The EFF's influence changed the tone of the first public hearing into amending section 25 of the Constitution on Tuesday.
While during the first part of the hearing in Concordia, about 30km outside Springbok in the Northern Cape, no members of the public spoke in favour of amending the Constitution to allow for expropriation without compensation, in the latter part most speakers did, often raising points right out of the EFF playbook, greeting the party's deputy president Floyd Shivambu or pledging their allegiance to the red berets. Shivambu serves on the Constitutional Review Committee.
The EFF had some of its members in the Northern Cape speak to communities last week. EFF MPs Fana Mokoena and Nazier Paulsen often took photos or videos of speakers sharing their party's views, while Shivambu smiled or nodded in approval. Aubrey Baartman, the EFF's leader in the Northern Cape and member of the provincial legislature in the Northern Cape, was also among the speakers.Initially, the committee heard from several speakers that large parts of Namakwaland are classified as communal land and belong to the state, while several communities live on this land. Their forbears were dispossessed of this land during colonialism and apartheid.
Their general feeling was that not only would amending the Constitution to allow for expropriation without compensation not help them get the land, but it would also make it easier to further alienate them from their land.
After a short break, the tone of the hearing changed, as several speakers insisted that the Constitution should be amended to allow for expropriation without compensation.
Multi-national companies criticised
Their general argument was that as the land was taken without compensation, it should now be taken back without compensation.
"We can't buy back stolen land," Tienie Roman from Goedap said.
Charlie Beukes, who said he "supports the red ones" - the EFF - told of how his great-grandfather's farm was taken away without compensation.
"Land must be taken back without compensation because that is how it was done years ago," said Donnie Steemkamp, who said he was sent to speak on behalf of the community of Soebatsfontein.
There was also much criticism of multi-national companies owning large tracts of ancestral land, with communities not having access to it and not benefitting from its mineral riches. The name of mining company De Beers cropped up several times.
"We want the diamond lands back!" said Concordia resident Pieter Meyer. "If it doesn't happen, we'll fight!"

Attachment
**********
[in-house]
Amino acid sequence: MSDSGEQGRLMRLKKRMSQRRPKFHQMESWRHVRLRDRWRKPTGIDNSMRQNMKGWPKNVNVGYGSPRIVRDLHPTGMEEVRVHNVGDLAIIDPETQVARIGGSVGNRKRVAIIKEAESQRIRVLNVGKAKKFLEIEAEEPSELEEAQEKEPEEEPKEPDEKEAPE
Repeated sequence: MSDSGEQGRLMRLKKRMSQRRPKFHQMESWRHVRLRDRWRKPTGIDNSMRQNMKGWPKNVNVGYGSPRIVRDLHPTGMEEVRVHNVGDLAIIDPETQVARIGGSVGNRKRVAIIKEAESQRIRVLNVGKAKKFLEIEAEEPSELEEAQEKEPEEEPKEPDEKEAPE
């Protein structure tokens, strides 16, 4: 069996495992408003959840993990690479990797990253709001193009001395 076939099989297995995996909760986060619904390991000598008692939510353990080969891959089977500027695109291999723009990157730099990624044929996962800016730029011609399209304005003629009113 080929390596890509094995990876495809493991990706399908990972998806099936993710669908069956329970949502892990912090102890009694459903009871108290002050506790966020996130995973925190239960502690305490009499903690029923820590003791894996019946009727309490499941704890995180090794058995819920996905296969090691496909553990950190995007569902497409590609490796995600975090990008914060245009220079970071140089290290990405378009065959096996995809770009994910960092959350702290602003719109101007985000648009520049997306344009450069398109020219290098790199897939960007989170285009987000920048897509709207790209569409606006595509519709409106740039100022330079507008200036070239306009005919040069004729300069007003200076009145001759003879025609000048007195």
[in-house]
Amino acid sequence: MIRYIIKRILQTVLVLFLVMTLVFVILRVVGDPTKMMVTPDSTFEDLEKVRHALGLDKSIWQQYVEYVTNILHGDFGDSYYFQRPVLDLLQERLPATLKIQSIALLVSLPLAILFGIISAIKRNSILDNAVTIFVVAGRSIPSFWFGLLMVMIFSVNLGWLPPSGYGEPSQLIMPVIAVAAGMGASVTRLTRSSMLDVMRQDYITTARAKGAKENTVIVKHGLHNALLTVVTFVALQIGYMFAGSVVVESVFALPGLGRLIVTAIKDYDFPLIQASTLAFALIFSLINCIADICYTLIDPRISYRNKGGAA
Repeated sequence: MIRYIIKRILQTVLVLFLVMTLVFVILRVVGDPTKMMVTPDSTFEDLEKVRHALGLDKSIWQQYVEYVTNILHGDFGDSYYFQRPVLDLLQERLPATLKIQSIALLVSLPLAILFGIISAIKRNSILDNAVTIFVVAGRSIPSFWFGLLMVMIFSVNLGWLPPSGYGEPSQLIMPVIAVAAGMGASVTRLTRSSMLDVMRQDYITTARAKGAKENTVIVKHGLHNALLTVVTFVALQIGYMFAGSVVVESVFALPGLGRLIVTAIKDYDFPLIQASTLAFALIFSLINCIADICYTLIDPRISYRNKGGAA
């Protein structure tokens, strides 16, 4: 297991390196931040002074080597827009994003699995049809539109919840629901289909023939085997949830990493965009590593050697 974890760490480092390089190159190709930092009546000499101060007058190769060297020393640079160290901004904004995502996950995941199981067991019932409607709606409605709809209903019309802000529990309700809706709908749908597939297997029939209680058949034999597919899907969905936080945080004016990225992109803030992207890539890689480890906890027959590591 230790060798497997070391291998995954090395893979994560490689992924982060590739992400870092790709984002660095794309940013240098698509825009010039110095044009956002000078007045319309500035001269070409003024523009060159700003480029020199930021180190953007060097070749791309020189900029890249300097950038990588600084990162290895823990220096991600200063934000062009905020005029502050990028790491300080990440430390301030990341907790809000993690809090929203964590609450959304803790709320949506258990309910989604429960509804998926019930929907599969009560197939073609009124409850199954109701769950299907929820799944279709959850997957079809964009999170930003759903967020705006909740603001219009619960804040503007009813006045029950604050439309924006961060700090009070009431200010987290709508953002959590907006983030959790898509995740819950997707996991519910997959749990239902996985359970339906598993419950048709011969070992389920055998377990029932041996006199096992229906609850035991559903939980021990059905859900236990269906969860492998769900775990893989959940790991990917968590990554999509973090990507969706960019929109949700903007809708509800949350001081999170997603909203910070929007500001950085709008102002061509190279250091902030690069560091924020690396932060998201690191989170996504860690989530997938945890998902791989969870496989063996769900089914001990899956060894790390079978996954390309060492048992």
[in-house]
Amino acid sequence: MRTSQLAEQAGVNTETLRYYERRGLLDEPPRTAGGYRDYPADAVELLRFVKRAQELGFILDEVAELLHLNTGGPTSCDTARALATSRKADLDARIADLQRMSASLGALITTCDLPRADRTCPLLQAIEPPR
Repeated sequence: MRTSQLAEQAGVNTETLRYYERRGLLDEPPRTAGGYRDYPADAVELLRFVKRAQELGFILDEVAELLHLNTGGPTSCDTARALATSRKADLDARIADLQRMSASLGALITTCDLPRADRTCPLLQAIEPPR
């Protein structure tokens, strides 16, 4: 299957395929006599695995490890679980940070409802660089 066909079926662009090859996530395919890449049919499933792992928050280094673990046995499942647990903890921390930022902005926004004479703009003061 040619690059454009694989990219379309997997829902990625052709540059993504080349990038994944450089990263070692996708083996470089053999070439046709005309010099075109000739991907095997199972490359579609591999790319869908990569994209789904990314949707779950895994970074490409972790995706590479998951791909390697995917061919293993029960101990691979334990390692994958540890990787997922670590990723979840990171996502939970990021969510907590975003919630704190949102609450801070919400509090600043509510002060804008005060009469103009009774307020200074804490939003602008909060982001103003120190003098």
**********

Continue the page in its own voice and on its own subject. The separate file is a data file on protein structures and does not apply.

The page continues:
That wasn't the only fighting talk of the day.
Earlier AfriForum deputy CEO Ernst Roets said the question of whether there would be violence did not depend on what the state would do, but on what people defending their land would do.
After he spoke, Shivambu said the committee came to the Northern Cape to listen to its people, not someone from Pretoria who belonged to an organisation which could present to Parliament.
The farming community, through Agri Northern Cape and Agri Namakwa, also raised its opposition, with their argument being that it is not necessary to amend section 25 to improve land reform. These organisations support land reform. They also pointed to the report of former president Kgalema Mothlanthe's high-level panel, which made several damning findings against the state's implementation of land reform.The Constitutional Review Committee has been split in two, with one subcommittee covering the coastal provinces and the other the inland provinces. The coastal committee will move from Concordia to Upington, where its next hearing will be on Thursday. The inland committee will have its first hearing on Wednesday in Marble Hall, Limpopo.
The committee was instructed by the National Assembly and the National Council of Provinces to ascertain whether a review of section 25 of the Constitution and other clauses is necessary to make it possible for the state to expropriate land in the public interest without compensation and to propose the necessary constitutional amendments where necessary after the National Assembly adopted a motion to this effect in February.
Co-chairperson of the committee Lewis Nzimande said after Tuesday's hearing he was pleased with the progress on the first day and the public turnout. He reminded the public that the committee would not accept written submissions during the hearings as South Africans had been given sufficient time to make such submissions to the committee.
"We have heard the fears and concerns of those members of the public that are against an amendment of section 25 as they feel there is existing legislation to deal with land reform. We also heard those fierce supporters of an amendment to the Constitution to make expropriation without compensation possible, especially to those who have suffered economically because of [our] past.
"The committee will take all oral submissions made into account when it deliberates on the matter. We want to thank all South Africans who came out to make submissions. It shows they want to be part of the positive development of our country and people."